Pyramids in Sudan, built by the Kings of Kush.

In Ethiopia and Eritrea we documented the rise and fall of the kingdom of Axum and spoke to the granddaughter of Emperor Haile Selassie about the legend of the Queen of Sheba.

Painting showing the Queen of Sheba meeting King Solomon.

We were lucky to get an interview with the Patriarch of the Ethiopian Orthodox Church in Addis Ababa and to be given a guided tour of the amazing churches hewn out of the rock at Lalibela.

St George’s church – the most famous of the churches cut out of the rock at Lalibela.

We had unparalleled access to Eritrea at the beginning of this new country’s exploration of its archaeological treasures, travelling through the highlands and pausing at dawn to catch the sunrise through the cloud line and buffeting across the Red Sea on a naval speedboat to visit the Dahlak islands.

On board an Eritrean naval vessel on our way to the Dahlak islands in the Red Sea.

On across North Africa to see how the Berbers survived successive invasions from Europe to retain their own culture and language; the breath-taking remains of Phoenician and Roman cities in Morocco and Tunisia, with the flashing lights of our police escort dramatically highlighting our tour around the extensive Roman remains of Algeria.

There are many beautiful mosques in North Africa, with intricately patterned tiles, light, airy spaces and fountains and pools. This one was in Tunisia.

Maybe it helped that we were three women – myself, Zeinab and our assistant producer Lucy Doggett, fresh from studying African history and in her first media job – less testosterone flying around when things got tricky. We were challenged for filming without the requisite permit in Zanzibar and arrested for filming on the beach in Alexandria (a border). Zeinab can charm the birds out of the trees in English or Arabic and talked the adjudicating colonel out of destroying our footage and confiscating our camera card. Invoking her dead grandmother (who may or may not have been born in Aswan) she managed to persuade him that we and our documentary were harmless and the story we were telling was important.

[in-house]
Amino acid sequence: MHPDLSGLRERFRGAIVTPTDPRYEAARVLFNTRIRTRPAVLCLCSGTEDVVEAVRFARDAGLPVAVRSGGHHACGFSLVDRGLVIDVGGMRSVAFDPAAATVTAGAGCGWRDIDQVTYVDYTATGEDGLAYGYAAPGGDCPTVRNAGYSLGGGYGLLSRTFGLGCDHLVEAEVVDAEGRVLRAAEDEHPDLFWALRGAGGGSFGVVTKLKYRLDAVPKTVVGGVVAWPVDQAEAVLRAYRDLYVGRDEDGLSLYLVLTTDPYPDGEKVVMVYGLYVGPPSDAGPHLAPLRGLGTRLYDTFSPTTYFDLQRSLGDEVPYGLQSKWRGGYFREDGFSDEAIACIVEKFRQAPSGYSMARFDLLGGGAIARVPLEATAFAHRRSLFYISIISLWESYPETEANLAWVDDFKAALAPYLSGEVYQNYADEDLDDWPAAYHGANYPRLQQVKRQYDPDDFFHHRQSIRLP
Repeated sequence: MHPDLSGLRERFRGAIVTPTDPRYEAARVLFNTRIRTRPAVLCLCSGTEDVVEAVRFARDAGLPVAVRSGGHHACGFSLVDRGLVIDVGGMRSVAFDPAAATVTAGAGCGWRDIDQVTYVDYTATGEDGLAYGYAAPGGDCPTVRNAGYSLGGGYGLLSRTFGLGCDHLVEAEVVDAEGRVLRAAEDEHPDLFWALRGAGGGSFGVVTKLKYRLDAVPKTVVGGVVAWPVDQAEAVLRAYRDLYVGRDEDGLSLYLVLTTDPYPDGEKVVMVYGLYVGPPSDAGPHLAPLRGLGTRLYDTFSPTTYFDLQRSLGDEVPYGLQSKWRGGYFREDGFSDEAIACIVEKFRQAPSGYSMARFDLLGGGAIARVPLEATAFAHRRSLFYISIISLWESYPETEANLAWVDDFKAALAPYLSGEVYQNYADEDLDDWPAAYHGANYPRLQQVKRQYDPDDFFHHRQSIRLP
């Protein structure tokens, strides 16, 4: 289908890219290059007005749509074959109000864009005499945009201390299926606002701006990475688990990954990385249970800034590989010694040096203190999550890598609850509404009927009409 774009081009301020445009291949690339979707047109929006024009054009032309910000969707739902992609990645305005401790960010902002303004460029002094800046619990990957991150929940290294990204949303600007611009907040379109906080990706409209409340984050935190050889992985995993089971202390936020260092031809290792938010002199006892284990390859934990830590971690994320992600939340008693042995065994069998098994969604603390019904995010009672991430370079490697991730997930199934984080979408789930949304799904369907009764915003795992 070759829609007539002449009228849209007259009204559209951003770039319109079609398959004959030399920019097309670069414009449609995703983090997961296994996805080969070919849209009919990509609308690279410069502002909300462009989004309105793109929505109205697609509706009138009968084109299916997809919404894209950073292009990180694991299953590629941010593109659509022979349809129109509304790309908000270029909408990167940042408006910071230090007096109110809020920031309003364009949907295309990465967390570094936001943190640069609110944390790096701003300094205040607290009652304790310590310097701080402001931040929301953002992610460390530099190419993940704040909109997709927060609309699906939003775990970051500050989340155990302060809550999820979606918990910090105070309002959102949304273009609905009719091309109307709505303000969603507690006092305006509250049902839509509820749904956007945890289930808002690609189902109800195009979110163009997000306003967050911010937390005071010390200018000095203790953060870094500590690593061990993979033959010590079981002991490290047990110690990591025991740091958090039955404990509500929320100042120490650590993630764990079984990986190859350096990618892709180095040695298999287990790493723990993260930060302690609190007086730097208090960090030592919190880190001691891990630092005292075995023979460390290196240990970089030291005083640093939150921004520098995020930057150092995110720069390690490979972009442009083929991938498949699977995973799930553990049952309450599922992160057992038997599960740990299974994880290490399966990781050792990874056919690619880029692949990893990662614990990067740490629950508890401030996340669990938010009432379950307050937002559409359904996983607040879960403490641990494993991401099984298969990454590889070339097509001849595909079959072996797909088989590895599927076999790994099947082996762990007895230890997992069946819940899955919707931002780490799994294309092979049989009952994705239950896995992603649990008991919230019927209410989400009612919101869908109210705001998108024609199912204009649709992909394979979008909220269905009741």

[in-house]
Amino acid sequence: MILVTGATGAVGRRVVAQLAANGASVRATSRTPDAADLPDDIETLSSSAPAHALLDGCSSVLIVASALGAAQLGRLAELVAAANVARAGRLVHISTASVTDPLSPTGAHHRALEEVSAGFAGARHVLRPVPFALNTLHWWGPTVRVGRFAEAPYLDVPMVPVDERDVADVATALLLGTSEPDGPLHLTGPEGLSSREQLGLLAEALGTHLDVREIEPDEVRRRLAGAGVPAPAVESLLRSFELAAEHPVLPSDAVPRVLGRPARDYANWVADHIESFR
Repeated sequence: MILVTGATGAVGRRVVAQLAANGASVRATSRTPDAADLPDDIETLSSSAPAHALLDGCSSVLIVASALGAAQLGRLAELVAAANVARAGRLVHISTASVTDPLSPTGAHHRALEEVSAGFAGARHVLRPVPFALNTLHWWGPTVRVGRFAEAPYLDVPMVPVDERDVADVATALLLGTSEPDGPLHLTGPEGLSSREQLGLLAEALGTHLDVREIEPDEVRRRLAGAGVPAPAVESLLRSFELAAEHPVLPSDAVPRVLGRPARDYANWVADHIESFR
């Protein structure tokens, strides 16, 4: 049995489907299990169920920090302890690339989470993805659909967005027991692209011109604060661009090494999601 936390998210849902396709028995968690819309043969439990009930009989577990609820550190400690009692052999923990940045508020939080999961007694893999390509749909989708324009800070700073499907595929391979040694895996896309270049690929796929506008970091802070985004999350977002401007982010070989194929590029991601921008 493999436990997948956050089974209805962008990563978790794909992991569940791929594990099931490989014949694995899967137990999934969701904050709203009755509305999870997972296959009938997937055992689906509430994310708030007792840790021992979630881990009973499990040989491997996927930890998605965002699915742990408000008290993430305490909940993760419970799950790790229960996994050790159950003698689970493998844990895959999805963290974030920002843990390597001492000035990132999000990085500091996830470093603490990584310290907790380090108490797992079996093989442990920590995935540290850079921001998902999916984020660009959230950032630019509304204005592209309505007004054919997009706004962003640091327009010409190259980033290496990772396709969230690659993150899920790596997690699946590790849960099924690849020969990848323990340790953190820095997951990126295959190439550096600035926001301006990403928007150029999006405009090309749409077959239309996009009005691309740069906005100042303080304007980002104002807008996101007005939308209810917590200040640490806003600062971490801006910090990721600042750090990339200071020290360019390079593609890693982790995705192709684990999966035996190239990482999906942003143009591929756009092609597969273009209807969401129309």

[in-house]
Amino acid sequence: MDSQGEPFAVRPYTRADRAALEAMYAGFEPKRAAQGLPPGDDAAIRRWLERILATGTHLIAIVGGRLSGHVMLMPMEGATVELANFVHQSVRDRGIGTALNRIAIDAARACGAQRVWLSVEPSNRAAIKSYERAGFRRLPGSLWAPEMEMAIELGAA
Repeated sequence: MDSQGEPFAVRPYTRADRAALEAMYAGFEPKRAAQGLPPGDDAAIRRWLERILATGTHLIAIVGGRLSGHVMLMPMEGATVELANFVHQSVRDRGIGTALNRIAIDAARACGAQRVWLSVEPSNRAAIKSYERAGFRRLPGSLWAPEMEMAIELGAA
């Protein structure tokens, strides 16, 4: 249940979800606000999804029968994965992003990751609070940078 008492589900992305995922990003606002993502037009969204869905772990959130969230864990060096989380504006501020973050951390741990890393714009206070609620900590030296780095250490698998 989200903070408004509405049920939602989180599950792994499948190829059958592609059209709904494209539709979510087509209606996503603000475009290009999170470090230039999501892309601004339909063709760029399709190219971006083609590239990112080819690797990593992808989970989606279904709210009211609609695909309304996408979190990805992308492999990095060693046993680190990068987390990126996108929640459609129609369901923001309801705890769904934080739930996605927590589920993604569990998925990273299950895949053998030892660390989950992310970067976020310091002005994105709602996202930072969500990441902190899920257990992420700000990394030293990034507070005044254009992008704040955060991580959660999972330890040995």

Unfortunately you can’t see the initial broadcast, as BBC World cannot be viewed in this country, but I hope that it will be shown on domestic TV and meanwhile if you are interested, I can show you some clips. For me it has been an amazing and fascinating journey, so I hope you enjoy them and will get to see the full length documentaries in the foreseeable future.

Click on this link of Kush Communications to watch clips of The History of Africa with Zeinab Badawi.